The 2008 recession took away consumer’s discretionary income and with it, the potential to afford luxuries, like a motorcycle purchase, the way they had in the past. While eventually, the country regained its footing and motorcycle sales leveled out — they still haven’t gone back to what we saw before that 40% drop in 2008 – indicating a larger change in our industry.
We’ve heard it called the greying of our industry, and the data supports that trend. The average motorcyclist was 40 years old in 2009, but by 2018 — that number had risen to 50, so the demographic that has fueled our industry over the past twenty years is getting older and potentially aging out of the lifestyle., Instead of buying their first bike, they’re buying their last.
So, that begs the question — who is replacing these riders? In a perfect world, it would be the millennial generation, but they haven’t been buying bikes at the same rate as previous generations — and there’s the crux of our industry’s change. Younger riders just aren’t getting involved the same way their parents did, so it has left our industry, as a whole, to reevaluate how we can more effectively attract, engage and influence the new riders that are entering the market.
And that starts with understanding.
So, who is the new generation of buyers?
From a demographic perspective, these first-time buyers are young, unmarried and employed. The majority don’t have children and exactly half make less than $60,000 per year. They are your quintessential millennials.
When it comes to buying their first bike – 20% of them aren’t even sure what type of bike they want to ride and are even less knowledgeable when it comes to which manufacturer might fit into their lifestyle and budget.4 This is an interesting change from current motorcycle riders, where 26% say that the manufacturer is the most important part of their purchase decision. But new riders are just that – new — and many don’t necessarily come from a riding or powersports background, with 65% of saying they don’t have plans to ride with family, friends or a club and 70% saying they don’t own any other powersports units — so they don’t have a community they can turn to for advice on this big purchase.
Since they are still trying to figure out what they want — they put time and effort into their research, with 44% spending over two months hunting for their perfect first bike. They don’t necessarily have someone to ask directly for advice, so they turn online to check out marketplaces, rider forums, dealer websites and social media also plays a big role, with 62% of new riders turning to these platforms as a key part of their search. This is a big purchase, possibly the first one they’ve ever made, so they want to make sure they have all the facts before showing up at your dealership.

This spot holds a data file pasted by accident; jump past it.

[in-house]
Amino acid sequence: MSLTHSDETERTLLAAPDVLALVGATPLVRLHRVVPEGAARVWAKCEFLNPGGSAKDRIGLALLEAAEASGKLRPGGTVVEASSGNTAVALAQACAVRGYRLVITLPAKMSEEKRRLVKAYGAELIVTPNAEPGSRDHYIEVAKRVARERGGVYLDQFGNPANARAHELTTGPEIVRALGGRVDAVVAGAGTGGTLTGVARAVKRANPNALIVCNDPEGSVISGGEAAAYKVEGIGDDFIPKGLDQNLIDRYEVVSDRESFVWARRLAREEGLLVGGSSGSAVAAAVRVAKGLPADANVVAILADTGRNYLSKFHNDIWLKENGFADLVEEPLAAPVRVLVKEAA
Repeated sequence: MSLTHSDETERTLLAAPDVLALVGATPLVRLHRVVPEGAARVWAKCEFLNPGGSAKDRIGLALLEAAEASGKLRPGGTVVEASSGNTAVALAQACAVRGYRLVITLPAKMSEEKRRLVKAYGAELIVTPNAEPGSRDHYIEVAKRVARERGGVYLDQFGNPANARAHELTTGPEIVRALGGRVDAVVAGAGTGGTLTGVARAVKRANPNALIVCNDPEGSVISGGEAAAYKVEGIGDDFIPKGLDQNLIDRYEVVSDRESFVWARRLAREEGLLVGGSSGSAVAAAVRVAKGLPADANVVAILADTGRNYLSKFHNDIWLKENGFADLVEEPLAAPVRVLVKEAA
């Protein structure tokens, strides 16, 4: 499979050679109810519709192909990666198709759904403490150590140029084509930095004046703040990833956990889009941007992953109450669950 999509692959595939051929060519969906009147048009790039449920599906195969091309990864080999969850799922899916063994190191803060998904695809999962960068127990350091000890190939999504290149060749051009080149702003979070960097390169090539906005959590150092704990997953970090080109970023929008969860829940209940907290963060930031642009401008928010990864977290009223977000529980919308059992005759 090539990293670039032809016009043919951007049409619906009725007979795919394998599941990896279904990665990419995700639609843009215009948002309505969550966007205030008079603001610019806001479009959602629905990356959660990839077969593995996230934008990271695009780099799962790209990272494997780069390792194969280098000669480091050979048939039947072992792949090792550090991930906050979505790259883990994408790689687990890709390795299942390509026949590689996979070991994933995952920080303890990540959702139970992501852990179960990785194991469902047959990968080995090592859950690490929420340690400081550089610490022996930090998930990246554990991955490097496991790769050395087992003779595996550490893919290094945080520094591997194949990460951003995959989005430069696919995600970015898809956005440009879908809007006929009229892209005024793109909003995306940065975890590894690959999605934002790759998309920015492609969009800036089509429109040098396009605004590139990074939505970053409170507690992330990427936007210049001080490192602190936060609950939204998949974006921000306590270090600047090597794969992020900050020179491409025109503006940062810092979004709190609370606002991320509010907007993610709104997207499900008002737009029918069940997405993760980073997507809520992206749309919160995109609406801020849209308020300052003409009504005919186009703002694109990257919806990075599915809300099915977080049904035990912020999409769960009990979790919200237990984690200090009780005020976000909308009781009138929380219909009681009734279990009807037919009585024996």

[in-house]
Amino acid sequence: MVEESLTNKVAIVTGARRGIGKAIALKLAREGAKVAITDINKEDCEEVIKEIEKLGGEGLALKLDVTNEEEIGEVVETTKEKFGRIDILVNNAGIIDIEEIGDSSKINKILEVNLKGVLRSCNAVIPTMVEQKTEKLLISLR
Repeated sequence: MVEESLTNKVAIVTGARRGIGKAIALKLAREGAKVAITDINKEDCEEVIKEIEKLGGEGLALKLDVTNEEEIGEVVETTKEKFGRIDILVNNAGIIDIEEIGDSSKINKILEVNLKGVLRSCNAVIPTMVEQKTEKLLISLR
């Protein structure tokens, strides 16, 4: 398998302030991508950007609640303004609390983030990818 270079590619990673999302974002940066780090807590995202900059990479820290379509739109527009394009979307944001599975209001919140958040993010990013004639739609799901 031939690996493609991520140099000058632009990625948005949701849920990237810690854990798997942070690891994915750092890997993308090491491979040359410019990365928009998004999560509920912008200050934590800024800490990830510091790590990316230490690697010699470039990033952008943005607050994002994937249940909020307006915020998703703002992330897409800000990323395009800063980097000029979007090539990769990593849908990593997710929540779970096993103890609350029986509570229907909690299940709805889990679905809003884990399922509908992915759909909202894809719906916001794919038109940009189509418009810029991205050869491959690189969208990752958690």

So, if they’re brand agnostic and aren’t sure exactly what they want to ride — what is driving their purchase decision? Price is a big motivator, with 55% saying it is the number one thing they consider and 71% won’t even bother looking at listings that don’t include a price. Interestingly, the vast majority of this audience, nearly 70%, say they aren’t planning to finance their bike, with 58% placing value on the final unit price, including taxes, title and fees, over the price on the tag or the potential monthly payment price. They plan to pay upfront so they want to have a complete understanding of exactly how much cash they need to drive that bike off the lot.
But as a dealer, you’re still an important part of their path to purchase with 73% saying a dealership could change their mind about the unit they’re interested in. When these first-time buyers do reach out, they’re extremely eager, so attracting them is just half the battle. Once they’ve reached out, 53% say they want to hear back from a dealer the same business day and if you aren’t able to reach out to them in a timely manner, 55% say they will move on to another dealer within a few days, so that gives you a little lag time, but not much. Behind competitive prices, buyers are looking for a friendly, knowledgeable staff, welcoming environment and a positive reputation. Remember, they are looking for someone to guide them through the buying process – and they want to work with someone they can trust as they decide on the right first bike for both their lifestyle and budget.
While this younger, first-time audience doesn’t yet make up as much of our industry as the Baby Boomers, they do account for over a quarter of motorcyclists in the market today, so the opportunity is there for our industry to continue to grow heading forward. It’s time for us, as an industry, to focus on understanding how this new generation is different from generations we’ve seen before and then adjust our marketing, products and materials to better cater to their needs. Time will tell if sales will jump back to what we saw before the recession of 2008, but no matter where our industry’s headed, you can be sure these first-time riders will be leading the way.
Link: Cycle Trader
 Cycle Trader Consumer Survey 2018
Cycle Trader Consumer Survey 2016